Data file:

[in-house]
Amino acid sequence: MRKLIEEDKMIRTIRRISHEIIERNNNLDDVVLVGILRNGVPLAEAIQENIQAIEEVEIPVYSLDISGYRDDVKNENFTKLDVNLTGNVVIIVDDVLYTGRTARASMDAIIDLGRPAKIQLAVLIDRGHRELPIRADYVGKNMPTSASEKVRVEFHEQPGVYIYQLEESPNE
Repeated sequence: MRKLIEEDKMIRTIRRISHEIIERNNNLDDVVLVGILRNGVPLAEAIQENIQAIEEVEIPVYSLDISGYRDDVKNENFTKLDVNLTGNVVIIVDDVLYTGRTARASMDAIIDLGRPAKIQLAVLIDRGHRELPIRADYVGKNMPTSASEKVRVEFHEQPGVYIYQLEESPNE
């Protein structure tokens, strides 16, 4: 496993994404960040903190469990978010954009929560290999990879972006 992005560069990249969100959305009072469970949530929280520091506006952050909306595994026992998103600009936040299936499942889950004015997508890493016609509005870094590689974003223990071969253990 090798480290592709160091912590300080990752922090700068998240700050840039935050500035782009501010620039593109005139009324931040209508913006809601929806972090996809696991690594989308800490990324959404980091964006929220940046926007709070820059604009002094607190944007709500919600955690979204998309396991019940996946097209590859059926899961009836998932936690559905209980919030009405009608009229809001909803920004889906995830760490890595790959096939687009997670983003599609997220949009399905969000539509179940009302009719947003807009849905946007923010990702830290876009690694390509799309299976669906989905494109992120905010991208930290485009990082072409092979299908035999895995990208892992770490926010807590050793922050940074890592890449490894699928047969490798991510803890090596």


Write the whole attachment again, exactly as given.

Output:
[in-house]
Amino acid sequence: MRKLIEEDKMIRTIRRISHEIIERNNNLDDVVLVGILRNGVPLAEAIQENIQAIEEVEIPVYSLDISGYRDDVKNENFTKLDVNLTGNVVIIVDDVLYTGRTARASMDAIIDLGRPAKIQLAVLIDRGHRELPIRADYVGKNMPTSASEKVRVEFHEQPGVYIYQLEESPNE
Repeated sequence: MRKLIEEDKMIRTIRRISHEIIERNNNLDDVVLVGILRNGVPLAEAIQENIQAIEEVEIPVYSLDISGYRDDVKNENFTKLDVNLTGNVVIIVDDVLYTGRTARASMDAIIDLGRPAKIQLAVLIDRGHRELPIRADYVGKNMPTSASEKVRVEFHEQPGVYIYQLEESPNE
């Protein structure tokens, strides 16, 4: 496993994404960040903190469990978010954009929560290999990879972006 992005560069990249969100959305009072469970949530929280520091506006952050909306595994026992998103600009936040299936499942889950004015997508890493016609509005870094590689974003223990071969253990 090798480290592709160091912590300080990752922090700068998240700050840039935050500035782009501010620039593109005139009324931040209508913006809601929806972090996809696991690594989308800490990324959404980091964006929220940046926007709070820059604009002094607190944007709500919600955690979204998309396991019940996946097209590859059926899961009836998932936690559905209980919030009405009608009229809001909803920004889906995830760490890595790959096939687009997670983003599609997220949009399905969000539509179940009302009719947003807009849905946007923010990702830290876009690694390509799309299976669906989905494109992120905010991208930290485009990082072409092979299908035999895995990208892992770490926010807590050793922050940074890592890449490894699928047969490798991510803890090596």